SA Cases Dip As Changes To Testing Requirements Gear Up
‘The horse has bolted’
South Australia reported 3,070 new infections on Thursday after it was revealed rapid antigen tests (RAT) will be made free for concession card holders.
It marks a slight dip from 3493 infections reported the day before.
There are currently 123 people in hospital with Covid, while 12 of those are in ICU and one patient is on a ventilator.
The new cases were detected from more than 19,000 PCR swabs collected on Wednesday, while 19,998 vaccine doses were administered at state-run hubs.
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Premier Steven Marshall has reaffirmed the state's move to using rapid antigen tests instead of PCR testing as “a huge logistical exercise ... but this is the appropriate response for this (stage) of the disease”.
Under SA's new guidelines, close contacts of a positive Covid case will receive two rapid testing kits, one to be used for day 1 and the second on day 6.
It comes as health experts warn case numbers will less likely reflect the true number of Covid community cases after Wednesday's national cabinet meeting, where the federal government slashed testing requirements in a bid to ease pressure on testing sites and procedures.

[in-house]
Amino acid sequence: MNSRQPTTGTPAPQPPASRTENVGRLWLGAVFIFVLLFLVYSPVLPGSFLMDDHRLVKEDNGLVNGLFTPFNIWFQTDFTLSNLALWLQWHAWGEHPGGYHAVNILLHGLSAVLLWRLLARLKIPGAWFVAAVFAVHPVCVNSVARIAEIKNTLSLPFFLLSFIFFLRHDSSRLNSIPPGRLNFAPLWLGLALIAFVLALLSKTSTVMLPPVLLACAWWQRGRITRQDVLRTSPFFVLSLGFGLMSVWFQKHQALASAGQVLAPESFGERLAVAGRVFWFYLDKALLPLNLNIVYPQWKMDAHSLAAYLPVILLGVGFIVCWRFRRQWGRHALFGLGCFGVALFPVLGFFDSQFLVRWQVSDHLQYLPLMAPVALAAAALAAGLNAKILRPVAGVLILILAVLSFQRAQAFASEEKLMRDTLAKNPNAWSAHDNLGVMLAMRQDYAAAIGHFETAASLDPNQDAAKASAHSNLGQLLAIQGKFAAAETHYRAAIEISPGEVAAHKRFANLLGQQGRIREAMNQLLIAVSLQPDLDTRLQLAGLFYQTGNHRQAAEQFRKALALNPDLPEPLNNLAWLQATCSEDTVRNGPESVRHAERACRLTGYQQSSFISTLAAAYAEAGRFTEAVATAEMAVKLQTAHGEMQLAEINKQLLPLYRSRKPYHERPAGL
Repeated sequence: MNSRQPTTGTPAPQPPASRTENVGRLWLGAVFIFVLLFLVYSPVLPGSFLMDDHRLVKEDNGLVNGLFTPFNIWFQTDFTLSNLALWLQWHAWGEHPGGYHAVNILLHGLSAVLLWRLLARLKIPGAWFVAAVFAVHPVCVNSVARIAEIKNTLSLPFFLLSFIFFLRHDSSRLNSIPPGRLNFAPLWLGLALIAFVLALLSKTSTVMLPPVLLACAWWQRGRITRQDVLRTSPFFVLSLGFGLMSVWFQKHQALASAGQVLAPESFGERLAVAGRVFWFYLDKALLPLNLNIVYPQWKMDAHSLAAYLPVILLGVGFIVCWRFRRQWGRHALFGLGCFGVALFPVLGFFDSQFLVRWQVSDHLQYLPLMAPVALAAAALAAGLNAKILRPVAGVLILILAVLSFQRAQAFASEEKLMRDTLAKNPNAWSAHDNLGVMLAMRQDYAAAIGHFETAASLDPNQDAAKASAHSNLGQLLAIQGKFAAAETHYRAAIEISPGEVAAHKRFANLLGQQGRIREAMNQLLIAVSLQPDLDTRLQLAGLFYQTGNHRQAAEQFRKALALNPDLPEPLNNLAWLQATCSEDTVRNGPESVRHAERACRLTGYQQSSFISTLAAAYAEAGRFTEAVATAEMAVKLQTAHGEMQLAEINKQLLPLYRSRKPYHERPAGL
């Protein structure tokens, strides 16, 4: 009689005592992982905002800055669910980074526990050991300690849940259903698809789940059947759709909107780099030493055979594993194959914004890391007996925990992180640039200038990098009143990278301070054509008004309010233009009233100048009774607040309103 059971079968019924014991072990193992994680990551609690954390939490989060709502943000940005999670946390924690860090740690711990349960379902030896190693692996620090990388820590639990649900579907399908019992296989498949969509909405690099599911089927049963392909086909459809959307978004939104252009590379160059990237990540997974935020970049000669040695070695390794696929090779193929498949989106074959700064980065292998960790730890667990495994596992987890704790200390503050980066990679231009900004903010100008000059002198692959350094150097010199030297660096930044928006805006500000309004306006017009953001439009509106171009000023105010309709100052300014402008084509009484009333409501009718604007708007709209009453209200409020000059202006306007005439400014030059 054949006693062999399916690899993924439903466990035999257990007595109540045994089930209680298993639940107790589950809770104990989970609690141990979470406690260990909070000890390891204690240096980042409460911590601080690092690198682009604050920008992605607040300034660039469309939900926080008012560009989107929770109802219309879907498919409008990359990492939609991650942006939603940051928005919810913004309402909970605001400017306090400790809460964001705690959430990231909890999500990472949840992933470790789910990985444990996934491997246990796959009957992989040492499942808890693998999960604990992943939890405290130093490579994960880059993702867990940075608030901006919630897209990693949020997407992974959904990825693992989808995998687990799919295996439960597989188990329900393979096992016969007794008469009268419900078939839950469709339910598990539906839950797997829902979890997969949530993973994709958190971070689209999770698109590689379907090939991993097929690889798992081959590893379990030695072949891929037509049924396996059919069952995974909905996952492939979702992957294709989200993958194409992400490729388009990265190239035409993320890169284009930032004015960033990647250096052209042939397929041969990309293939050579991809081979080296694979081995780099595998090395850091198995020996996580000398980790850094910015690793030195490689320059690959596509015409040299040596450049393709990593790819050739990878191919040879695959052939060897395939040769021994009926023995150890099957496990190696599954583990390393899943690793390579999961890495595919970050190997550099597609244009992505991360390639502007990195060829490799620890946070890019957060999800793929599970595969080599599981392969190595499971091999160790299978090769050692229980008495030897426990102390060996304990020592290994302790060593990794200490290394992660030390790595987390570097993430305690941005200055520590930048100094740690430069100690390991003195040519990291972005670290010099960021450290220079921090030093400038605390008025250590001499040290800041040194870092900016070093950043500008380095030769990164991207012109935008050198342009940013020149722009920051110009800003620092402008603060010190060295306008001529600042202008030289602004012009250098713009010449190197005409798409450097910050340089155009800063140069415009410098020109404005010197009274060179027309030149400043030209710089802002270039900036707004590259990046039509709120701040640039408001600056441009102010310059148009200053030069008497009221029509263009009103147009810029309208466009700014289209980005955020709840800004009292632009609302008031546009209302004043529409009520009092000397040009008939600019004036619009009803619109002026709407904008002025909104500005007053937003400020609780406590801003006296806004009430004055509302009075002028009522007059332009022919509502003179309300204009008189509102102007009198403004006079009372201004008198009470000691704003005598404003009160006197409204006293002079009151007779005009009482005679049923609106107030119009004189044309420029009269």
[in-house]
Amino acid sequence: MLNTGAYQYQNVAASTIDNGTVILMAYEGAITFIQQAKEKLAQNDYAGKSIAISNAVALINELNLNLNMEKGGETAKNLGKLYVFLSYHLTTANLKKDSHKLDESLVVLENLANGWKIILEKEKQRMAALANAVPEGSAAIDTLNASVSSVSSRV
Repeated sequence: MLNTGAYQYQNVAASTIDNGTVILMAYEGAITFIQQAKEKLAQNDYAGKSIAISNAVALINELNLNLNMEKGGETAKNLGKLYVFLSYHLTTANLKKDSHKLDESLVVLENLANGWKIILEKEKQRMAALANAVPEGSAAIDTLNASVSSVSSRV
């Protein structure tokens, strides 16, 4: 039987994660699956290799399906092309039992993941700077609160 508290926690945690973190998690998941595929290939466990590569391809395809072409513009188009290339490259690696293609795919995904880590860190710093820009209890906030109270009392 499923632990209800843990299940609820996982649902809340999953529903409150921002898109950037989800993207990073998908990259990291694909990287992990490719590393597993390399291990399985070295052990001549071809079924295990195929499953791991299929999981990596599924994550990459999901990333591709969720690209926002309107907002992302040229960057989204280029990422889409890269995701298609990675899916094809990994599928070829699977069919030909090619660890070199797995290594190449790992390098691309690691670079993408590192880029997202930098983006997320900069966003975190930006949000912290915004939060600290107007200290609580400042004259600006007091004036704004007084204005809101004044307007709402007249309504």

The new rules, now stipulate that people who deliver a positive rapid antigen test (RAT) will no longer need to confirm their diagnosis with a PCR test.
The critical change from PCR to rapid testing does however present a major concern for many medical experts, who say cases numbers may increasingly become less representative of state and territory’s infection rates.
University of Melbourne epidemiologist Professor Tony Blakely said surveillance will no longer be accurate.
"The horse has bolted, this is the biggest policy failure so far in Australia," he told the Seven Network on Thursday.
"We also haven't thought about how you can load up that data to the surveillance system, so we won't get that in place in the next couple of weeks."
Instead, experts are calling for the government to roll out an online booking system for home tests sold in Australia to be equipped with a QR code for patients to upload their results, to more accurately reflect infection figures.
In the meantime, the PM urges anybody who tests positive with an at-home kit to contact their GP so their result can be included in official daily tallies.
“That is always your first point of contact when it comes to managing your illness, if you are not in hospital. And your GP would be able to assist you through telehealth if you need to go and get further treatment in hospital,” he said.
There is currently no way to register a positive rapid antigen test with health authorities, meaning those infections will not be included in daily case numbers.
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